Did you know that it can take years for a cavity to form and get through the outermost layer of the tooth called the enamel? But once the bacteria that causes cavities gets to the middle layer, the dentin, it can take only a couple months for that cavity to grow large enough where it can start to damage the pulp.
Each tooth has three layers:
The outer layer (ENAMEL): This is the hardest substance in the human body (85% mineral).
The middle layer (DENTIN): The dentin is harder than bone, but nowhere near as hard as enamel (47% mineral).
The innermost layer (PULP): This is where the nerve and blood supply to the teeth is located.
Many times when Dr. Johnson or I perform our routine dental exams we place “watches” in your electronic chart to indicate the start of a cavity (the cavity is just in the enamel). If that cavity grows large enough where it reaches the dentin, we need to treat that cavity as soon as possible to prevent it from reaching the pulp. If the pulp is reached, you run the risk of having a painful (abscessed) tooth. Trust me, having an abscessed tooth is not fun!
Dr. Johnson and I are better able to monitor “watches” in your chart and help educate and encourage you to keep up with regular dental care when you come in for cleanings and checkups at least 2 times per year. The frequent visits also allow us to diagnose and treat cavities when they are small. If you start to miss your periodic exams, we could start seeing an increased frequency of large cavities, other issues and severe tooth pain.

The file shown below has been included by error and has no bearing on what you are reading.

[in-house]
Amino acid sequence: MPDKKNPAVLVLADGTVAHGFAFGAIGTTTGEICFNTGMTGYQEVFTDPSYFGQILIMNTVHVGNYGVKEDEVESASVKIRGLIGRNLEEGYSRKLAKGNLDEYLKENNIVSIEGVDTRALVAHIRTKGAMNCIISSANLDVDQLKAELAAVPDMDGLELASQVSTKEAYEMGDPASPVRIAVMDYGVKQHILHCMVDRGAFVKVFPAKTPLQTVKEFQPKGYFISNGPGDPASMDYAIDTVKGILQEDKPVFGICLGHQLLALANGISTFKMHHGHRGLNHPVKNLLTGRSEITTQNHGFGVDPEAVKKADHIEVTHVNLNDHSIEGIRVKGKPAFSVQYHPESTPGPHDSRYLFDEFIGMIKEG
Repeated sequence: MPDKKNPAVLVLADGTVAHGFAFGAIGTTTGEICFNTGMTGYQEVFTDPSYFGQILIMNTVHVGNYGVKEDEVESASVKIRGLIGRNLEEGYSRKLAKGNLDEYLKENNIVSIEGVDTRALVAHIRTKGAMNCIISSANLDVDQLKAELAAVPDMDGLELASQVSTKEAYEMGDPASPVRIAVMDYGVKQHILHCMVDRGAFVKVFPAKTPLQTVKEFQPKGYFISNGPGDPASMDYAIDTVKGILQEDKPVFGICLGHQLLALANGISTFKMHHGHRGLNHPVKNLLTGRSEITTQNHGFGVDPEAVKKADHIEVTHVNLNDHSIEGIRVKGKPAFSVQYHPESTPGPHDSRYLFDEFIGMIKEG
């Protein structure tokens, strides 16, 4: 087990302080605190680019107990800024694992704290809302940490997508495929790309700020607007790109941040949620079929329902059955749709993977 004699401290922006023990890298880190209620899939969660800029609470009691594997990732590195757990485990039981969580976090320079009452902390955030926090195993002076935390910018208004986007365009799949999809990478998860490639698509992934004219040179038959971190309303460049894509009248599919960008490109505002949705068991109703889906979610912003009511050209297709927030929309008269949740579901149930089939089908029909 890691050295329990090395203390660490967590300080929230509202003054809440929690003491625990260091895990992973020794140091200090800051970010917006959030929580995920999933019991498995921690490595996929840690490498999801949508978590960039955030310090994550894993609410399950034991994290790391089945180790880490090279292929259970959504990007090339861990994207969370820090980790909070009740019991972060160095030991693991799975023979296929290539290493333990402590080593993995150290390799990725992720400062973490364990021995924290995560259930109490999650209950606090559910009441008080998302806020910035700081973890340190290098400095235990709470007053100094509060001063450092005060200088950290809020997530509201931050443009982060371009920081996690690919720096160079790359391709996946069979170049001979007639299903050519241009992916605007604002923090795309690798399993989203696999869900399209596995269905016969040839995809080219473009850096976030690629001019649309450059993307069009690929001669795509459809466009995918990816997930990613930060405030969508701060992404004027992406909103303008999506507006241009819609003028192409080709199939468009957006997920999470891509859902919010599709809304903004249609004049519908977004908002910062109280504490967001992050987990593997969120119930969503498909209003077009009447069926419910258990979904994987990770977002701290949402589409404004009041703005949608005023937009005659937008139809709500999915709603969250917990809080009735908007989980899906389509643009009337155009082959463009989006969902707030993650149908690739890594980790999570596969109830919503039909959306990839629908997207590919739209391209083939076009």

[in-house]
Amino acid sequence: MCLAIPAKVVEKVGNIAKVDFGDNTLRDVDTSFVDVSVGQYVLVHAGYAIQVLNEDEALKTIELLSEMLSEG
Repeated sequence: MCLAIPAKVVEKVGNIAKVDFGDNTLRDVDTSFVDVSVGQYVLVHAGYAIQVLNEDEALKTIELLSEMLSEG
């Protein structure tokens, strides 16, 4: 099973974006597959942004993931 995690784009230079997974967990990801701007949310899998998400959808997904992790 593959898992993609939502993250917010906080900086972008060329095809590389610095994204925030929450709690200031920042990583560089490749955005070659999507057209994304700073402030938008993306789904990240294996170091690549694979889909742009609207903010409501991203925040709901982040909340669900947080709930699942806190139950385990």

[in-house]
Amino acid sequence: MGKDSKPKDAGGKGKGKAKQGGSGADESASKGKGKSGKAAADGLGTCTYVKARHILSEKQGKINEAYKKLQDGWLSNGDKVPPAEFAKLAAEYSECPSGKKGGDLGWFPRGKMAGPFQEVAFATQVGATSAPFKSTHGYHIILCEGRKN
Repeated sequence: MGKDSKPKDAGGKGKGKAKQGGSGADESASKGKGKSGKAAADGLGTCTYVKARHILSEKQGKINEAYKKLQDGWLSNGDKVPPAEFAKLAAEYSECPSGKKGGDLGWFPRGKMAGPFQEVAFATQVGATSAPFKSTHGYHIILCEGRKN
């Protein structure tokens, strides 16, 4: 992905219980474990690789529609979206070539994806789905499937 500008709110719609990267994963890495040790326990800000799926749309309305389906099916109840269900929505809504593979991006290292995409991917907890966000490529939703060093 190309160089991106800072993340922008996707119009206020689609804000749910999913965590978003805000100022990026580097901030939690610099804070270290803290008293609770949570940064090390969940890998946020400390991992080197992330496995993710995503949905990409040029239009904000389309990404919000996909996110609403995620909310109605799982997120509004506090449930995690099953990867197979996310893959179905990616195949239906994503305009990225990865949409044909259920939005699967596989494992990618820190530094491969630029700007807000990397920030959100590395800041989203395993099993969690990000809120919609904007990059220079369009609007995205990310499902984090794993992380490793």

Please make sure to continue with your regular dental care, even through this pandemic! Most dental offices, including ours, are taking steps to keep their patients and team safe, while continuing with routine dental care. Click here to see what we are doing to keep our patients and team safe: Saving Smiles Dentistry COVID-19 Response.
If you are at an increased risk of complications from the novel COVID-19 virus, please continue bushing twice per day for two minutes and flossing daily until you feel you are able to visit your dental office for your regular cleanings and exams. If you have any questions about keeping up with your dental health, please don’t hesitate to contact us with any questions you may have.
Stay safe and healthy,
Dr. Kenny Bartholomew, DDS